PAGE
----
Twenty years on, the debate about the Rwandan genocide in which up to a million people lost their lives still reverberates. The question of why Rwandans did this to each other and why the world stood by remains bitterly contested.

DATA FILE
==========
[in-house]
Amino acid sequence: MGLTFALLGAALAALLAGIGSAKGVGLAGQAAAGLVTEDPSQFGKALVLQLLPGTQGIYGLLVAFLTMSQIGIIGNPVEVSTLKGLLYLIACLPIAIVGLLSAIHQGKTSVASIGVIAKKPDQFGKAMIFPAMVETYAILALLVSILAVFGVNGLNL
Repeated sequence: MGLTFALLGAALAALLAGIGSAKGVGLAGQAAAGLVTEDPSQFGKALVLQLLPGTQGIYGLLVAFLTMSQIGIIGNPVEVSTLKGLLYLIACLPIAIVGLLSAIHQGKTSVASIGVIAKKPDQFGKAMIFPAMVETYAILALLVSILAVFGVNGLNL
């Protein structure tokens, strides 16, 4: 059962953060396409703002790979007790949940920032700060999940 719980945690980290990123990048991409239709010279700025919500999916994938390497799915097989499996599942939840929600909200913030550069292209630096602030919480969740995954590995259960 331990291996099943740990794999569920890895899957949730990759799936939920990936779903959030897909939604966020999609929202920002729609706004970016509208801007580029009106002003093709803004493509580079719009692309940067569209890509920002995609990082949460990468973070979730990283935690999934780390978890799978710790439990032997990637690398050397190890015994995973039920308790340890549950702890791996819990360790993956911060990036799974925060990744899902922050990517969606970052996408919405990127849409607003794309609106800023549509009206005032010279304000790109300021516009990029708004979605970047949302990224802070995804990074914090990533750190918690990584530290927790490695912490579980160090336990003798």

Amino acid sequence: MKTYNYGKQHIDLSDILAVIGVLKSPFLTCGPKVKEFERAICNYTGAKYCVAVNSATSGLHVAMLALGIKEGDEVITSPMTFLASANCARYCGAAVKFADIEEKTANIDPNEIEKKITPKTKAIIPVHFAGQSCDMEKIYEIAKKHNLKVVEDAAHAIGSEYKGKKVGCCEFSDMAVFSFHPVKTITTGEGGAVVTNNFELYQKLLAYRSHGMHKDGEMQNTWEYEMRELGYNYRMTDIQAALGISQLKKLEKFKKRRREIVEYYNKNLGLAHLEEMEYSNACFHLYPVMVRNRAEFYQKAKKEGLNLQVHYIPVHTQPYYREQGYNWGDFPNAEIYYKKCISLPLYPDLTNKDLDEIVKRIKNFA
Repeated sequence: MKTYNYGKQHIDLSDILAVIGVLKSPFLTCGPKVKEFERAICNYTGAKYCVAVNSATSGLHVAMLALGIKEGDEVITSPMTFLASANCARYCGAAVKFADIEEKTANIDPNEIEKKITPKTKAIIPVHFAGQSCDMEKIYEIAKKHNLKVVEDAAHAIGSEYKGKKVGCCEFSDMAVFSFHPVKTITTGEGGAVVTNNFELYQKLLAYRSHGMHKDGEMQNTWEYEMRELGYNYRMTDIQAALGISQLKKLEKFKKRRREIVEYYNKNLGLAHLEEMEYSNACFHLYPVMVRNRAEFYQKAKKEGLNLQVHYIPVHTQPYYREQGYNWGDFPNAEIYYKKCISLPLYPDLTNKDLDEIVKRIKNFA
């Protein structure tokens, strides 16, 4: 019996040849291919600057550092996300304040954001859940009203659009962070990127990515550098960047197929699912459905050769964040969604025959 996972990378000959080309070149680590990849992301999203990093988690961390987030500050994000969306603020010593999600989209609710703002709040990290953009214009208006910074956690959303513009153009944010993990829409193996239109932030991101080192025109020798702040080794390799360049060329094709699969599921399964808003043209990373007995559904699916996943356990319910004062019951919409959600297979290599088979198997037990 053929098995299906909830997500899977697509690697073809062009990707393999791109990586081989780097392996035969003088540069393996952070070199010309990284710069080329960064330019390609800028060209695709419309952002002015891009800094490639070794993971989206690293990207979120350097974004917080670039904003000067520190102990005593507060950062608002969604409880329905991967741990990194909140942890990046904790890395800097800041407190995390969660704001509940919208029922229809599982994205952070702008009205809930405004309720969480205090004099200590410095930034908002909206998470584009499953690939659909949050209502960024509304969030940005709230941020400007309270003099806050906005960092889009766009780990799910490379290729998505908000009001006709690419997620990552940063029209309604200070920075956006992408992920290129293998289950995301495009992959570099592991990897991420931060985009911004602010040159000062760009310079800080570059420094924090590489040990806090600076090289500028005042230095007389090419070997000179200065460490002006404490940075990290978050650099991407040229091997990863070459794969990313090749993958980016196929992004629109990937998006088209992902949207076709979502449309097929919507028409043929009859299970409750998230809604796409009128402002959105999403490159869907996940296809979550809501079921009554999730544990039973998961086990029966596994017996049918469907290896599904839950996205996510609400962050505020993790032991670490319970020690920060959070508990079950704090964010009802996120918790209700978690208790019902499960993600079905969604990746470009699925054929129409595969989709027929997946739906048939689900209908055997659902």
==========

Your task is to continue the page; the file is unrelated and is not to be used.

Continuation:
What is not in doubt is that over a period of 100 days the most widespread horrific massacre of modern times took place as the victims perished, mostly killed by hand with machetes. And even as that history is still fought over, an even angrier, more contemporary dispute rages about the nature of today’s government that first took power in the genocide’s aftermath. Continue reading »